Later waves of Catholic immigrants, the Quebecois, then Irish, Italian, and Polish, added to further Catholicization of the populace, but only in numbers, not in governance and very little in mass culture.

  • What debt do we have to post-Revolution Catholic newcomers? Not much. Between losing their identities so quickly, the large scale devolution of aesthetics since the Industrial Revolution (when many arrived), and the clannishness WASPs still had, their contributions are negligible. So any debt we have would be through the blood some persons share with them, not as Americans per se.

In New York, where Hispanics do not have the history they do in the Southwest or Florida, they just constitute part of the onslaught of global immigration since LBJ opened the gates to anyone.

  • What then, do non-Hispanic New Yorkers owe to Hispanics, culturally? Nothing. We already have three layers of foundational culture: Amerindian, British, and polyglot Catholic. Amerindians were the foundation, being here first, the U.K. brought civilization, and the Catholics brought ... Catholicism. While Hispanics boost Catholic population, they also add to the disorder of a multilingual, multicultural society (to be touched on later), as did the Italian and Polish before them. And in the Novus cOrdo era, heavily ethnic populations can even split the Roman Mass-goers along linguistic lines.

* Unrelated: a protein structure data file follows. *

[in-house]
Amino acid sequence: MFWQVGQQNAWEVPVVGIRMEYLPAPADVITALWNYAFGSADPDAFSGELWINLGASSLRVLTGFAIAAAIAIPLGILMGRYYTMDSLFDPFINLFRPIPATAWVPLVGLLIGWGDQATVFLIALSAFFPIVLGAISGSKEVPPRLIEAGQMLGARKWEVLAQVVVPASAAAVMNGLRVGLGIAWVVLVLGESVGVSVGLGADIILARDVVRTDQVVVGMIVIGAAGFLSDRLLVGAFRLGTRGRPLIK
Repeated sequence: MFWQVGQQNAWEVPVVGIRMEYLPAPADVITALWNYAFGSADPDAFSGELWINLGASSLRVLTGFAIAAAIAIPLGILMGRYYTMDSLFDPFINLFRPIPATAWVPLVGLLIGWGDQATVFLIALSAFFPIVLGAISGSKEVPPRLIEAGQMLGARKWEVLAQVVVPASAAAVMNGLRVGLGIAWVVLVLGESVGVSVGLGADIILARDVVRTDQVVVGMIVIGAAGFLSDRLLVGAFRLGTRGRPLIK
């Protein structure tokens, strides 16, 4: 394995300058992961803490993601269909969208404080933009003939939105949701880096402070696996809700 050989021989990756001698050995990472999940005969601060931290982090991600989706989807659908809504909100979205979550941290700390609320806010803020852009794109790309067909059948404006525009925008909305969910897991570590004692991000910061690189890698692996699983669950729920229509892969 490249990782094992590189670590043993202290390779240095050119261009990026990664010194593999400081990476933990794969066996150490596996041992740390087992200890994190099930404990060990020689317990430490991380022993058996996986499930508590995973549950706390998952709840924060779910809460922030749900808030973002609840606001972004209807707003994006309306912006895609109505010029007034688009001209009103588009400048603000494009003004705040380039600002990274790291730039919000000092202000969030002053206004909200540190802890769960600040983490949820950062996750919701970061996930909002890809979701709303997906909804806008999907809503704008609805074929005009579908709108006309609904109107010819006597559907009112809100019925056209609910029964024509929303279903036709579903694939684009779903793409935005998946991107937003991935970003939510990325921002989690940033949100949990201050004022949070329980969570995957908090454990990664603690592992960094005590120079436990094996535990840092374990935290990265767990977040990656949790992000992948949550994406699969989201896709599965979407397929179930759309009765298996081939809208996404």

Unless the Hispanics can do something on the magnitude of establishing Catholicism in law, or re-instituting a monarchy, New Yorkers are right to consider them members of a foreign culture.

I shouldn't have to explain that this does not make them bad people. But residency and citizenship do not imply national status, unless one considers his nation to be nothing more than the last line on his mailing address. Hispanics inherently know where their loyalties lie, and Anglophone American Catholics do not, which is to be explored in Part II.

Friday, May 27, 2005

Wild and woolly geopolitical theory

Check out this interesting site that your correspondant ran into while surfing: "Integral Tradition and Conservative Revolution."

Now, your humble servant finds it tough to swallow the idea that to "regain its sovereignty, Europe has to end its status of a protectorate of the United States by turning away from the Atlantic towards the Russian and Muslim East and to get rid of American supremacy."

But, the next chestnut is much better: "... the native European people will be an ethnic minority in their own countries within sixty years. To ensure that this does not happen, and that European people retain their homeland and identity, an immediate halt to all further immigration, the immediate deportation of criminal and illegal immigrants, and the introduction of a system of voluntary resettlement ... This does not include nor endorse hatred of any kind - but rather realizes the only hope for the progress of mankind into a new and happier world is the geographic and social sovereignty of all Peoples."